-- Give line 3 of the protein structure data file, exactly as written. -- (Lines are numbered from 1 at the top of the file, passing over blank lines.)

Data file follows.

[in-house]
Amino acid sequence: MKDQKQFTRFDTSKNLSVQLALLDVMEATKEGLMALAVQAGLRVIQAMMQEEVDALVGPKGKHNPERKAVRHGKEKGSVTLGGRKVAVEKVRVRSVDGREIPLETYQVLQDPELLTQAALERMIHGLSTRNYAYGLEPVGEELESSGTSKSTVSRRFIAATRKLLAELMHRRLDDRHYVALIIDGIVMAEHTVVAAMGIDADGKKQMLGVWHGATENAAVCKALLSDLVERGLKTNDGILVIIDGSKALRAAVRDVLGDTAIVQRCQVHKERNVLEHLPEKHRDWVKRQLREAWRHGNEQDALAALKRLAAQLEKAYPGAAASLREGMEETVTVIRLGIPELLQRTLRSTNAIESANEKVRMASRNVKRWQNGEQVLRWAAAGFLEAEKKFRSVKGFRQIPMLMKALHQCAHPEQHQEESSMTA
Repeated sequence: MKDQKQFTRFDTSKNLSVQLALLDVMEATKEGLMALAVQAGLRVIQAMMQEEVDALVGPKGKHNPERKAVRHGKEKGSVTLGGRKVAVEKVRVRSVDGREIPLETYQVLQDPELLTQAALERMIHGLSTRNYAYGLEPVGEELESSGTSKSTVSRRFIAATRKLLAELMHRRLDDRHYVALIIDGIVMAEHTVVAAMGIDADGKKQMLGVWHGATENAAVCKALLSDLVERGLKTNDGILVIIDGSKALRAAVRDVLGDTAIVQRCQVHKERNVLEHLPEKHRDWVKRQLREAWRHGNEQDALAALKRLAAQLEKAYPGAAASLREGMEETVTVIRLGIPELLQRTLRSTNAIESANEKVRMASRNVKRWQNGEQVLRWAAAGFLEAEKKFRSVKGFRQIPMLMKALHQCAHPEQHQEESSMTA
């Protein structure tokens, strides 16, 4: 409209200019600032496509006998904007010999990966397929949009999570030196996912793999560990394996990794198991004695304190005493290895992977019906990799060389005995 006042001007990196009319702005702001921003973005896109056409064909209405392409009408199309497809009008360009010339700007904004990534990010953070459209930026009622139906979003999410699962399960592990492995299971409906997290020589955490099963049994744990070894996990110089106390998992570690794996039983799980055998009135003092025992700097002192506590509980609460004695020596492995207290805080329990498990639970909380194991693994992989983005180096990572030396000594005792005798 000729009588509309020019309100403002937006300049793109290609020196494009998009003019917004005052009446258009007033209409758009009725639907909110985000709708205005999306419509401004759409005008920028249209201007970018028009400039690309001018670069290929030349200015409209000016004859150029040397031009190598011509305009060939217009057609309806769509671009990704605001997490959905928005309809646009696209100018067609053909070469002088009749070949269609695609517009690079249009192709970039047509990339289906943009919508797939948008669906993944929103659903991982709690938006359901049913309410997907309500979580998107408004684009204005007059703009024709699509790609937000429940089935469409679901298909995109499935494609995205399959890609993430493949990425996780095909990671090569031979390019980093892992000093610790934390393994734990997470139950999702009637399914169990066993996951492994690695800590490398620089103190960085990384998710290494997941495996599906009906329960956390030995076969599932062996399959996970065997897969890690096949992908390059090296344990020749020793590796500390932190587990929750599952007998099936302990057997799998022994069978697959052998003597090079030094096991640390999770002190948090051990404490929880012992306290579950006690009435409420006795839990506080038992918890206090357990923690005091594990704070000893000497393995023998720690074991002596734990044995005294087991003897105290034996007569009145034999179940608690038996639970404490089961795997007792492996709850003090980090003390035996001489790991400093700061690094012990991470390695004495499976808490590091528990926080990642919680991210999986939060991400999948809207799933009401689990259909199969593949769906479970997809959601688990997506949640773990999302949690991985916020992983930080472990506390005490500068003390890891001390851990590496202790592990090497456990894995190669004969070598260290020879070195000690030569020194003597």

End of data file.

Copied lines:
Repeated sequence: MKDQKQFTRFDTSKNLSVQLALLDVMEATKEGLMALAVQAGLRVIQAMMQEEVDALVGPKGKHNPERKAVRHGKEKGSVTLGGRKVAVEKVRVRSVDGREIPLETYQVLQDPELLTQAALERMIHGLSTRNYAYGLEPVGEELESSGTSKSTVSRRFIAATRKLLAELMHRRLDDRHYVALIIDGIVMAEHTVVAAMGIDADGKKQMLGVWHGATENAAVCKALLSDLVERGLKTNDGILVIIDGSKALRAAVRDVLGDTAIVQRCQVHKERNVLEHLPEKHRDWVKRQLREAWRHGNEQDALAALKRLAAQLEKAYPGAAASLREGMEETVTVIRLGIPELLQRTLRSTNAIESANEKVRMASRNVKRWQNGEQVLRWAAAGFLEAEKKFRSVKGFRQIPMLMKALHQCAHPEQHQEESSMTA